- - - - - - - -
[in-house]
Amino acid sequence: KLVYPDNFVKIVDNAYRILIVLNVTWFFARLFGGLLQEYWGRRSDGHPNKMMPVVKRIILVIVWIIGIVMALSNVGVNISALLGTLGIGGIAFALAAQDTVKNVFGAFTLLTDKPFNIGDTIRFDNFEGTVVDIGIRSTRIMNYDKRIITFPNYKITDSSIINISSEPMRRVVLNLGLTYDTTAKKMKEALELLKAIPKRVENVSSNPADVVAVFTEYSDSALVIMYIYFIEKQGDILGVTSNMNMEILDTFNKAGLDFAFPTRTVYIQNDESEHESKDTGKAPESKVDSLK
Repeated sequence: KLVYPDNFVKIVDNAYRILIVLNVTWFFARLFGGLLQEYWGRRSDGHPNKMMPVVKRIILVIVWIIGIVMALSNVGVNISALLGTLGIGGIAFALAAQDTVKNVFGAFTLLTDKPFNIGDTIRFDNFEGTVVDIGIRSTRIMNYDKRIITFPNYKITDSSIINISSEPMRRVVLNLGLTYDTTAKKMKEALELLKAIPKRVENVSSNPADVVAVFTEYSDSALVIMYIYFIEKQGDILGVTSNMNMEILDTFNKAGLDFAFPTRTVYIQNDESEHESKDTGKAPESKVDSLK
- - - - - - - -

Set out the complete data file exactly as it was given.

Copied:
[in-house]
Amino acid sequence: KLVYPDNFVKIVDNAYRILIVLNVTWFFARLFGGLLQEYWGRRSDGHPNKMMPVVKRIILVIVWIIGIVMALSNVGVNISALLGTLGIGGIAFALAAQDTVKNVFGAFTLLTDKPFNIGDTIRFDNFEGTVVDIGIRSTRIMNYDKRIITFPNYKITDSSIINISSEPMRRVVLNLGLTYDTTAKKMKEALELLKAIPKRVENVSSNPADVVAVFTEYSDSALVIMYIYFIEKQGDILGVTSNMNMEILDTFNKAGLDFAFPTRTVYIQNDESEHESKDTGKAPESKVDSLK
Repeated sequence: KLVYPDNFVKIVDNAYRILIVLNVTWFFARLFGGLLQEYWGRRSDGHPNKMMPVVKRIILVIVWIIGIVMALSNVGVNISALLGTLGIGGIAFALAAQDTVKNVFGAFTLLTDKPFNIGDTIRFDNFEGTVVDIGIRSTRIMNYDKRIITFPNYKITDSSIINISSEPMRRVVLNLGLTYDTTAKKMKEALELLKAIPKRVENVSSNPADVVAVFTEYSDSALVIMYIYFIEKQGDILGVTSNMNMEILDTFNKAGLDFAFPTRTVYIQNDESEHESKDTGKAPESKVDSLK